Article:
From Jefferson To Assange
By Robert Scheer
09 December, 2010
All you need to know about Julian Assange’s value as a crusading journalist is that The New York Times and most of the world’s other leading newspapers have led daily with important news stories based on his WikiLeaks releases. All you need to know about the collapse of traditional support for the constitutional protection of a free press is that Dianne Feinstein, the centrist Democrat who chairs the Senate Intelligence Committee, has called for Assange “to be vigorously prosecuted for espionage.”
Writing in The Wall Street Journal, Feinstein, who strongly supported the invasions of Iraq and Afghanistan, has the audacity to call for the imprisonment of the man who, more than any other individual, has allowed the public to learn the truth about those disastrous imperial adventures—facts long known to Feinstein as head of the Intelligence Committee but never shared with the public she claims to represent.
Feinstein represents precisely the government that Thomas Jefferson had in mind when he said, in defense of unfettered freedom of the press, “[W]ere it left to me to decide whether we should have a government without newspapers or newspapers without a government, I should not hesitate a moment to prefer the latter.”
In the 1787 letter in which he wrote those words, Jefferson was reflecting the deep wisdom of a political leader who often had been excoriated by a vicious press that would make the anarchist-inflected comments of an Assange seem mild in comparison. More than 35 years later, after having suffered many more vitriolic press attacks, Jefferson reiterated his belief in a free press, in all its vagaries, as the foundation of a democracy. In an 1823 letter to Lafayette, Jefferson warned: “The only security of all is in a free press. The force of public opinion cannot be resisted when permitted to be freely expressed. The agitation it produces must be submitted to. It is necessary, to keep the waters pure.”
It is precisely that agitation that so alarms Feinstein, for the inconvenient truths she has concealed in her Senate role would have indeed shocked many of those who voted for her. She knew in real time that Iraq had nothing to do with the 9/11 attack, yet she voted to send young Americans to kill and be killed based on what she knew to be lies. It is her duplicity, along with the leaders of both political parties, that now stands exposed by the WikiLeaks documents.
That is why U.S. governmental leaders will now employ the massive power of the state to discredit and destroy Assange, who dared let the public in on the depths of official deceit—a deceit that they hide behind in making their claims of protecting national security. Claims mocked by released cables that show that our puppets in Iraq and Afghanistan are deeply corrupt and anti-democratic, and that al-Qaida continues to find its base of support not in those countries but rather in Saudi Arabia, Kuwait and the United Arab Emirates, the very nations we arm and protect. The notion that the official tissue of lies enhances our security is rejected by the growing strength of radical Islam in the region, as evidenced by the success of Iran, the main beneficiary of our invasion of Iraq, as the leaked cables make clear.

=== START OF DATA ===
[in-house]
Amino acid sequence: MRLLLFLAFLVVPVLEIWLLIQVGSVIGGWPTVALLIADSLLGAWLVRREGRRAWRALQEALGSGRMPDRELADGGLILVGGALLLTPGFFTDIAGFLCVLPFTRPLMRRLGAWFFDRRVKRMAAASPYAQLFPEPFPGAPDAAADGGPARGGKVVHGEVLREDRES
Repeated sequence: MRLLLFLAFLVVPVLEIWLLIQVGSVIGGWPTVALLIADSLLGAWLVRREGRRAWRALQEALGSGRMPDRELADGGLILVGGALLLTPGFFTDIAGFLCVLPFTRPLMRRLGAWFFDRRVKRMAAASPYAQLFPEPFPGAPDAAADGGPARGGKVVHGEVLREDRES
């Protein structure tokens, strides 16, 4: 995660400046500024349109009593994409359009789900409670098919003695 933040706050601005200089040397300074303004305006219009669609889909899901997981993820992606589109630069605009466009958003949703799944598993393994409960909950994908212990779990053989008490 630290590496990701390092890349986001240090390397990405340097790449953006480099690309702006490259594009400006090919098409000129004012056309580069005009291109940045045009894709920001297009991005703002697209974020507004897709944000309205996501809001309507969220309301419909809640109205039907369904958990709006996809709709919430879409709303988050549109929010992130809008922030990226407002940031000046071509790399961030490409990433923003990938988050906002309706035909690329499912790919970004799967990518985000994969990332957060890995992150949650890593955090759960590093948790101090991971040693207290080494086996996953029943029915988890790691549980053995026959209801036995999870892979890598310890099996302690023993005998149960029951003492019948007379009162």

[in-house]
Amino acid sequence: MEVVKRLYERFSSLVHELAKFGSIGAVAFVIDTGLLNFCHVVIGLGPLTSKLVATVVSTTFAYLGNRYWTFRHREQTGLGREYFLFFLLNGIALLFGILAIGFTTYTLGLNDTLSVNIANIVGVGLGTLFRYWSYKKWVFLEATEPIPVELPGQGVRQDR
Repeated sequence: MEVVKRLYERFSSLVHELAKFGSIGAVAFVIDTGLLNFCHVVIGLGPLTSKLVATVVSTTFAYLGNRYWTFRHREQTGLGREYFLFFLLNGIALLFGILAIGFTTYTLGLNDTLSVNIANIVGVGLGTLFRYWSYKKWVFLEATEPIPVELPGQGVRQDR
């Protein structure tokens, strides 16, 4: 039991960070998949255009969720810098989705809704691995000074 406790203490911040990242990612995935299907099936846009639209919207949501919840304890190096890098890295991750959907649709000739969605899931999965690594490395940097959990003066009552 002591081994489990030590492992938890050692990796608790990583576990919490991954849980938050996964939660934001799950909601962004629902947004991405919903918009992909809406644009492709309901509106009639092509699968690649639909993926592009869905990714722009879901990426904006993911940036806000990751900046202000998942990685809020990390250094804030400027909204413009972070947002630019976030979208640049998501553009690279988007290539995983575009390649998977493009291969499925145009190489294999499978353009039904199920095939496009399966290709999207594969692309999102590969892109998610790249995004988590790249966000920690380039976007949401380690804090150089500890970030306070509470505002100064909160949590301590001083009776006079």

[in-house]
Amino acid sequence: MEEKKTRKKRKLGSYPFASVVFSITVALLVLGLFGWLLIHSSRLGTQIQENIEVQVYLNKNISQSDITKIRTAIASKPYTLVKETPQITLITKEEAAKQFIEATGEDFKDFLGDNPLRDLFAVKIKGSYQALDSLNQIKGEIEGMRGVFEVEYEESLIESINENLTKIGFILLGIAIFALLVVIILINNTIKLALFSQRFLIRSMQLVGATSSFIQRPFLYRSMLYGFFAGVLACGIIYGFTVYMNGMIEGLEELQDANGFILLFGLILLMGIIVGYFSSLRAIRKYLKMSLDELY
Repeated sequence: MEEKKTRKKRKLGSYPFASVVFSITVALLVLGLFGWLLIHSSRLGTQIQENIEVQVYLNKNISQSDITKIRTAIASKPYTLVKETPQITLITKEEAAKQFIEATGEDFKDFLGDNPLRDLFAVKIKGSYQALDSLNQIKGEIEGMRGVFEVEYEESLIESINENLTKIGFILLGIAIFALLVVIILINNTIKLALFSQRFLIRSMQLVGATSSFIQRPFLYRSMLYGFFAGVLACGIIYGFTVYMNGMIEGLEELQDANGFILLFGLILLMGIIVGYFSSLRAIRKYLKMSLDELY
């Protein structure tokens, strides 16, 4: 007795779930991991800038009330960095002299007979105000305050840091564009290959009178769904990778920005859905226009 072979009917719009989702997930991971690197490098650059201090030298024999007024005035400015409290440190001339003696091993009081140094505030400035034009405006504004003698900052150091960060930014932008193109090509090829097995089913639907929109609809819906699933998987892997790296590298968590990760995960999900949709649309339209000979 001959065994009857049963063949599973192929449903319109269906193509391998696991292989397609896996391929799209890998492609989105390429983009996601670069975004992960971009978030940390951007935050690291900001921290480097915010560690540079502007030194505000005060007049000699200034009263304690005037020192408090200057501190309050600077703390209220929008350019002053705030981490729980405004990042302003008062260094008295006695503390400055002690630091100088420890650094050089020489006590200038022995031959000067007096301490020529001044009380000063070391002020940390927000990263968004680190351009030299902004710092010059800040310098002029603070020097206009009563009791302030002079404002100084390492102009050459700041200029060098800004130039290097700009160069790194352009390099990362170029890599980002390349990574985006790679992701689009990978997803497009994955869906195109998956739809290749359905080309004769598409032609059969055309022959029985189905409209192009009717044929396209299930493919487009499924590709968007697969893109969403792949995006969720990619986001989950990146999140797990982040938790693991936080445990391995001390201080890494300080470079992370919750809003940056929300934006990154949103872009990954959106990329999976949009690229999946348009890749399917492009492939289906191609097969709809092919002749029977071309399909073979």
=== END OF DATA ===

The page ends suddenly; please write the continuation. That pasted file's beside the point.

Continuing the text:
The pretend patriots who use the national security argument to gut what remains of our most important security asset—our constitutional guarantees of a truly free press—are just what President George Washington feared when in his farewell address he warned “against the mischiefs of foreign intrigue, to guard against the Impostures of pretended patriotism. …”
The pretended patriotism of Feinstein, the first Democrat to co-sponsor the bill extending the U.S. Patriot Act, represents the death of the Democratic Party as a protector of our freedoms. As a California resident, I will not vote for her again, no matter how dastardly a right-wing Republican opponent she might face. There is no lesser evil to be found in one who would so cavalierly imprison practitioners of a free press.
That is the issue here, pure and simple. It is unconscionable to target Assange for publishing documents on the Internet that mainstream media outlets have attested had legitimate news value. As in the historic case in which Daniel Ellsberg gave The New York Times the Pentagon Papers exposé of the official lies justifying the Vietnam War, Assange is acting as the reporter here, and thus his activities must be shielded by the First Amendment’s guarantee of journalistic freedom.
Actually Ellsberg’s position, as morally strong as it was, was weaker than that of Assange, in that the former Marine and top Pentagon adviser was working at the government-funded Rand Corp., where he had agreed to rules about the handling of classified information, including the Pentagon Papers. Assange operates under no such restraints and is an even clearer example of the journalist who ferrets out news and attempts to report it. He had no special clearance that provided him access, and what he did was no different from what the editors of The New York Times did in publishing news that was fit to print.
It is outrageous for any journalist, or respecter of what every American president has claimed is our inalienable, God-given right to a free press, not to join in Assange’s defense on this issue, as distinct from what increasingly appear to be trumped-up charges that led to his voluntary arrest on Tuesday in London in a case involving his personal behavior. Abandon Assange and you abandon the bedrock of our republic: the public’s right to know.